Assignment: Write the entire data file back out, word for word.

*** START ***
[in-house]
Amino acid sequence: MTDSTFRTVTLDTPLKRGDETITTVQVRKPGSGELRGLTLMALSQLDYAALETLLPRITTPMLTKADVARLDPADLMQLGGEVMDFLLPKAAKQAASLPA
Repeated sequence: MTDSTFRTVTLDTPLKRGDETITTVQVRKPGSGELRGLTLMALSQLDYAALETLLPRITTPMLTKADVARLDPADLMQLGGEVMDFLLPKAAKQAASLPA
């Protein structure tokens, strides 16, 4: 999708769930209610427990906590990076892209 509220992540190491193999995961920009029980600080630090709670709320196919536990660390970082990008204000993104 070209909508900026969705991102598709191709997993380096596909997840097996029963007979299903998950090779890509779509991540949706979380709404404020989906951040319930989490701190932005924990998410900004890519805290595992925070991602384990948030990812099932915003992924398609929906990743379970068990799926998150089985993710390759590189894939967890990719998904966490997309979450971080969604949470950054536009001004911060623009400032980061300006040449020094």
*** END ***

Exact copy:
[in-house]
Amino acid sequence: MTDSTFRTVTLDTPLKRGDETITTVQVRKPGSGELRGLTLMALSQLDYAALETLLPRITTPMLTKADVARLDPADLMQLGGEVMDFLLPKAAKQAASLPA
Repeated sequence: MTDSTFRTVTLDTPLKRGDETITTVQVRKPGSGELRGLTLMALSQLDYAALETLLPRITTPMLTKADVARLDPADLMQLGGEVMDFLLPKAAKQAASLPA
């Protein structure tokens, strides 16, 4: 999708769930209610427990906590990076892209 509220992540190491193999995961920009029980600080630090709670709320196919536990660390970082990008204000993104 070209909508900026969705991102598709191709997993380096596909997840097996029963007979299903998950090779890509779509991540949706979380709404404020989906951040319930989490701190932005924990998410900004890519805290595992925070991602384990948030990812099932915003992924398609929906990743379970068990799926998150089985993710390759590189894939967890990719998904966490997309979450971080969604949470950054536009001004911060623009400032980061300006040449020094």